Recent years have seen an explosion of interest in attentional bias in addiction, particularly its clinical relevance. Specifically, numerous articles claimed to demonstrate either that (1) attentional bias measured in treatment settings could predict subsequent relapse to substance use, or (2) direct modification of attentional bias reduced substance use and improved treatment outcomes. In this paper, we critically evaluate empirical studies that investigated these issues. We show that the evidence regarding both of these claims is decidedly mixed, and that many of the studies that appear to yield positive findings have serious methodological and statistical limitations. We contend that the available literature suggests that attentional bias for drug cues fluctuates within individuals because it is an output of the underlying motivational state at that moment in time, but there is no convincing evidence that it exerts a causal influence on substance use. Future research should make use of experience sampling methodology to characterise the clinical significance of fluctuations in attentional bias over time. © 2014 Elsevier Ltd.


Christiansen P.,University of Liverpool | Christiansen P.,Center for Tobacco and Alcohol Studies | Schoenmakers T.M.,Erasmus Medical Center | Field M.,University of Liverpool | Field M.,Center for Tobacco and Alcohol Studies
Addictive Behaviors | Year: 2014

Recent years have seen an explosion of interest in attentional bias in addiction, particularly its clinical relevance. Specifically, numerous articles claimed to demonstrate either that (1) attentional bias measured in treatment settings could predict subsequent relapse to substance use, or (2) direct modification of attentional bias reduced substance use and improved treatment outcomes. In this paper, we critically evaluate empirical studies that investigated these issues. We show that the evidence regarding both of these claims is decidedly mixed, and that many of the studies that appear to yield positive findings have serious methodological and statistical limitations. We contend that the available literature suggests that attentional bias for drug cues fluctuates within individuals because it is an output of the underlying motivational state at that moment in time, but there is no convincing evidence that it exerts a causal influence on substance use. Future research should make use of experience sampling methodology to characterise the clinical significance of fluctuations in attentional bias over time. © 2014.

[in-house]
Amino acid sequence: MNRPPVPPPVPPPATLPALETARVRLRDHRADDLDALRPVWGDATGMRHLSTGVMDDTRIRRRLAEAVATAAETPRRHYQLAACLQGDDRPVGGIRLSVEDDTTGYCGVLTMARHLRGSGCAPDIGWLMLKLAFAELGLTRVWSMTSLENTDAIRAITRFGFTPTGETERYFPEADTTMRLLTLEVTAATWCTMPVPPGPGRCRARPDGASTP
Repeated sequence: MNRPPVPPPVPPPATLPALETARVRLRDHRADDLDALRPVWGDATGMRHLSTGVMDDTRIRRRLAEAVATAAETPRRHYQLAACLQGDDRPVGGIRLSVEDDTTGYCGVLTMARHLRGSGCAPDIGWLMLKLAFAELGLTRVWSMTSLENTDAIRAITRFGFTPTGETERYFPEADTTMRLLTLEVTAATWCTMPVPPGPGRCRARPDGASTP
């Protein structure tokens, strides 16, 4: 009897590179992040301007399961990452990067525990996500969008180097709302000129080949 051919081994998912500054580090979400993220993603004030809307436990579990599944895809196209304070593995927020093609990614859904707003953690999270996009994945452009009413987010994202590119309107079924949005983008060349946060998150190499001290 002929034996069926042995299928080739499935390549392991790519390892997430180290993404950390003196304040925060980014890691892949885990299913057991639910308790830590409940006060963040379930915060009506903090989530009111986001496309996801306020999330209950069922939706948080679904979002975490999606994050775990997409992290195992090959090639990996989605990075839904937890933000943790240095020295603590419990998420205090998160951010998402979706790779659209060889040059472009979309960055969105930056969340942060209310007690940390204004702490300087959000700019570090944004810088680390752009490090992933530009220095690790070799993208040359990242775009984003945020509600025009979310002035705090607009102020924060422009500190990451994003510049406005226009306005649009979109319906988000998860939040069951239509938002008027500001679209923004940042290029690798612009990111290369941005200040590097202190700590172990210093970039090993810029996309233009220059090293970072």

Attwood A.S.,University of Bristol | Attwood A.S.,Center for Tobacco and Alcohol Studies | Munafo M.R.,University of Bristol | Munafo M.R.,Center for Tobacco and Alcohol Studies
Journal of Psychopharmacology | Year: 2014

The negative consequences of chronic alcohol abuse are well known, but heavy episodic consumption ("binge drinking") is also associated with significant personal and societal harms. Aggressive tendencies are increased after alcohol but the mechanisms underlying these changes are not fully understood. While effects on behavioural control are likely to be important, other effects may be involved given the widespread action of alcohol. Altered processing of social signals is associated with changes in social behaviours, including aggression, but until recently there has been little research investigating the effects of acute alcohol consumption on these outcomes. Recent work investigating the effects of acute alcohol on emotional face processing has suggested reduced sensitivity to submissive signals (sad faces) and increased perceptual bias towards provocative signals (angry faces) after alcohol consumption, which may play a role in alcohol-related aggression.Here we discuss a putative mechanism that may explain how alcohol consumption influences emotional processing and subsequent aggressive responding, via disruption of orbitofrontal cortex (OFC)-amygdala connectivity. While the importance of emotional processing on social behaviours is well established, research into acute alcohol consumption and emotional processing is still in its infancy. Further research is needed and we outline a research agenda to address gaps in the literature. © The Author(s) 2014.